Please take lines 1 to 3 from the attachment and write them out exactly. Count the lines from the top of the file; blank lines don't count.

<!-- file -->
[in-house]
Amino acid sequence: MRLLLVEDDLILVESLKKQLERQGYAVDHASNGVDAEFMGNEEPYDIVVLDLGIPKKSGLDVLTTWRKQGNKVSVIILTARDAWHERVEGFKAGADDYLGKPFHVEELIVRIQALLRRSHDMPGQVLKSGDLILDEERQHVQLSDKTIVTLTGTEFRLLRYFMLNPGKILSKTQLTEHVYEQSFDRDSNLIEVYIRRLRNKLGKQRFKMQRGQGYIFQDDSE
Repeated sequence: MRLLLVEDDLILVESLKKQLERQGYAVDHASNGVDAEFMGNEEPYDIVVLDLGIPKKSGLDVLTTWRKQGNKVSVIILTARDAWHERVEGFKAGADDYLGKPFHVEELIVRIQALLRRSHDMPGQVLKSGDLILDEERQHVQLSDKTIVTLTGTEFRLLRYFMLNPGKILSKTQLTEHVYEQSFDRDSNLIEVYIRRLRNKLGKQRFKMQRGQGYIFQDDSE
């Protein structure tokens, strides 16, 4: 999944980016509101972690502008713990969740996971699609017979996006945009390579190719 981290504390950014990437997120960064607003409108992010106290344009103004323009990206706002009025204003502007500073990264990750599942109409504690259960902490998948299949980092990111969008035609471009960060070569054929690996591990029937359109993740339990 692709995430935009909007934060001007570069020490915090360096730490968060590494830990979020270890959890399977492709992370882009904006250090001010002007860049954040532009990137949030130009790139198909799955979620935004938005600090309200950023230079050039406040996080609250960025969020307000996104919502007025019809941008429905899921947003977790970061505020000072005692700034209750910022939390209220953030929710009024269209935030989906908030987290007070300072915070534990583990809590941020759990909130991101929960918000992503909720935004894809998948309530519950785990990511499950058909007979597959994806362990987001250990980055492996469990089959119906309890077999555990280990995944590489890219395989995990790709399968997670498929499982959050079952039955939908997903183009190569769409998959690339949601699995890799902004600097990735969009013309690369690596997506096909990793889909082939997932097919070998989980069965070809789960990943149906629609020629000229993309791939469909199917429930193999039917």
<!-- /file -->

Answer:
[in-house]
Amino acid sequence: MRLLLVEDDLILVESLKKQLERQGYAVDHASNGVDAEFMGNEEPYDIVVLDLGIPKKSGLDVLTTWRKQGNKVSVIILTARDAWHERVEGFKAGADDYLGKPFHVEELIVRIQALLRRSHDMPGQVLKSGDLILDEERQHVQLSDKTIVTLTGTEFRLLRYFMLNPGKILSKTQLTEHVYEQSFDRDSNLIEVYIRRLRNKLGKQRFKMQRGQGYIFQDDSE
Repeated sequence: MRLLLVEDDLILVESLKKQLERQGYAVDHASNGVDAEFMGNEEPYDIVVLDLGIPKKSGLDVLTTWRKQGNKVSVIILTARDAWHERVEGFKAGADDYLGKPFHVEELIVRIQALLRRSHDMPGQVLKSGDLILDEERQHVQLSDKTIVTLTGTEFRLLRYFMLNPGKILSKTQLTEHVYEQSFDRDSNLIEVYIRRLRNKLGKQRFKMQRGQGYIFQDDSE